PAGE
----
TABLE 4

Race or Ethnicity and Diagnosed Prenatal Substance Exposure as Predictors of a Neonatal Report to CPS Among Black, Hispanic, and White Infants in California in 2006

A. Any SubstanceB. AmphetamineC. CannabisD. OpioidsE. CocaineF. AlcoholG. Neonatal Withdrawal
(53.4% reported)(68.1% reported)(41.1% reported)(62.4% reported)(72.1% reported)(36.1% reported)(56.7% reported)
RR95% CIRR95% CIRR95% CIRR95% CIRR95% CIRR95% CIRR95% CI
Model 1
Substance42.9641.55–44.4141.5940.24–42.9822.0020.87–23.1932.7831.26–34.3837.3135.64–39.0617.8515.98–19.9428.3126.20–30.58
Model 2
Substance35.7733.84–37.8135.8533.98–37.8319.4417.97–21.0327.3825.38–29.5427.6924.83–30.8714.4211.99–17.3522.5520.08–25.32
Race, substance
  Blacka1.151.08–1.211.161.05–1.271.030.91–1.141.020.87–1.171.341.19–1.481.541.21–1.871.220.94–1.50
  Hispanica1.131.08–1.181.050.99–1.100.990.88–1.101.101.01–1.200.940.81–1.080.930.70–1.161.211.04–1.38
Model 3
Substance10.8510.03–11.746.625.97–7.275.574.83–6.324.933.99–5.874.963.61–6.33.562.04–5.093.792.62–4.96
Codocumented substance12.4811.36–13.606.886.15–7.614.884.24–5.525.334.62–6.034.143.20–5.083.532.60–4.454.173.38–4.96
Race, one substance
  Blacka0.960.86–1.060.940.70–1.190.770.61–0.930.880.53–1.240.780.54–1.020.680.02–1.351.220.26–2.18
  Hispanica0.930.85–1.010.950.84–1.060.810.63–1.000.780.58–0.980.880.57–1.190.470.19–0.761.250.70–1.79
Race, codocumented substance
  Blacka0.910.78–1.050.940.72–1.170.770.59–0.951.020.73–1.300.810.58–1.040.920.56–1.270.800.43–1.17
  Hispanica0.900.80–1.000.950.82–1.080.850.68–1.020.880.72–1.040.830.58–1.080.800.50–1.100.840.60–1.08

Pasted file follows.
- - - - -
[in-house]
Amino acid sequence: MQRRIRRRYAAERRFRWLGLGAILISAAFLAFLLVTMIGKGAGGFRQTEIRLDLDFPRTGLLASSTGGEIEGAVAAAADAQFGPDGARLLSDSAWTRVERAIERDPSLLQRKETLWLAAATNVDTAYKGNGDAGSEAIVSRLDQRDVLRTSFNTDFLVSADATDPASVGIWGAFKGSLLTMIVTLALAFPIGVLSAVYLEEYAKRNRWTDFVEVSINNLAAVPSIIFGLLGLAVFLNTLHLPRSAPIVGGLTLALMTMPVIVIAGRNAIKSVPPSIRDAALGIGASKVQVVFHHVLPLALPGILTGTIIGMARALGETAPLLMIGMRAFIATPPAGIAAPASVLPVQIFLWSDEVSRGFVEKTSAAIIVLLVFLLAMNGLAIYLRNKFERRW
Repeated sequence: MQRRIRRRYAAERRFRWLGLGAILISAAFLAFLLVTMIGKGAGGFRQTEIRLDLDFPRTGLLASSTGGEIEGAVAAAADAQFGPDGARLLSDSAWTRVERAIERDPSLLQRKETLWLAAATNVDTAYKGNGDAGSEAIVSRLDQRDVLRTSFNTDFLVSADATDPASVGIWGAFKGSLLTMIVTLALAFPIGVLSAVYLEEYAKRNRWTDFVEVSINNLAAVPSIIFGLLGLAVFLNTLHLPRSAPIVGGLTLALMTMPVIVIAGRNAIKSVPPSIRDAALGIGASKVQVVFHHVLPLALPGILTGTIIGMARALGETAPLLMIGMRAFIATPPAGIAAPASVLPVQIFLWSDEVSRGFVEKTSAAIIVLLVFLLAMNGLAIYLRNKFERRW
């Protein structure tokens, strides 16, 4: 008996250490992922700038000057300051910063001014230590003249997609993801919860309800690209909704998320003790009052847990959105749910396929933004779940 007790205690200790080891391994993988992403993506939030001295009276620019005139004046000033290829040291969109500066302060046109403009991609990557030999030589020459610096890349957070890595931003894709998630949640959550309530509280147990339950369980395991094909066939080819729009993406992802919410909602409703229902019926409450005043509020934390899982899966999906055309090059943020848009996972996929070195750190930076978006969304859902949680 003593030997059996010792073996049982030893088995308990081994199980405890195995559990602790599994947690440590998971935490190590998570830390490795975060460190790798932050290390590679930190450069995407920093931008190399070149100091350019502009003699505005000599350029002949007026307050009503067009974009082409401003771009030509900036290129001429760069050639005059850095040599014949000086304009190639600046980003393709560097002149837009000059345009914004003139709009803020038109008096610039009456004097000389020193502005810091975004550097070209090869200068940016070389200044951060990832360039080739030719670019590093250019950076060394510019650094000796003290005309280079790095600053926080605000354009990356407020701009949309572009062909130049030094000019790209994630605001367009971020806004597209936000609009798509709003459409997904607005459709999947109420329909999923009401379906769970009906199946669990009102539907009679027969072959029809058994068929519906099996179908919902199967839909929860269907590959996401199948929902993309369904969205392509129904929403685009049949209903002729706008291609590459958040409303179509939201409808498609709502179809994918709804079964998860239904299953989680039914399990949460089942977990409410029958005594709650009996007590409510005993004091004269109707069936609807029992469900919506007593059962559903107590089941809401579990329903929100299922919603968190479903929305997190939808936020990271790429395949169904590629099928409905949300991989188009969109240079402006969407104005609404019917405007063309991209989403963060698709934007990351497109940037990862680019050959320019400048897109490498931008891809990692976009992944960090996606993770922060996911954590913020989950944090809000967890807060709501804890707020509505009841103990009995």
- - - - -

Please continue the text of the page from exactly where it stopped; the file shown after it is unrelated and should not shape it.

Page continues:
• Model 1 presents the ratio of the maltreatment reporting risk for newborns with diagnosed prenatal substance exposure relative to infants without exposure. For example, in Model 1D, findings indicate that newborns with diagnosed in utero exposure to opioids were reported at 32.8 times the rate of those without exposure to opioids (95% CI, 31.26–34.38).

  • Model 2 presents the individual and combined effects of prenatal substance exposure and race or ethnicity. For example, in Model 2E, findings indicate that newborns with diagnosed cocaine exposure were reported at 27.7 times the rate of those without cocaine exposure (95% CI, 24.83–30.87), and black children with diagnosed cocaine exposure were reported at 1.3 times the rate of white children with diagnosed cocaine exposure (95% CI, 1.19–1.48).

  • Model 3 presents the individual and combined effects of prenatal substance exposure and race or ethnicity, after adjustment for other covariates and with findings stratified by whether there was a codocumented substance. For example, in Model 3A, findings indicate that newborns with any diagnosed prenatal exposure for a single substance type were reported at 10.9 times the rate of those without exposure, after adjustment for other covariates (95% CI, 10.03–11.74). For infants with ≥2 substance types diagnosed, they were reported at 12.5 times the rate of those without exposure, after adjustment for other covariates (95% CI, 11.36–13.60). Meanwhile, black children with diagnosed prenatal exposure for a single substance type were 4% less likely to be reported than white children with a single substance type (RR 0.96), a difference that was not statistically significant (95% CI, 0.86–1.06), and again after adjustment for other covariates.

  • a Compared with white infants.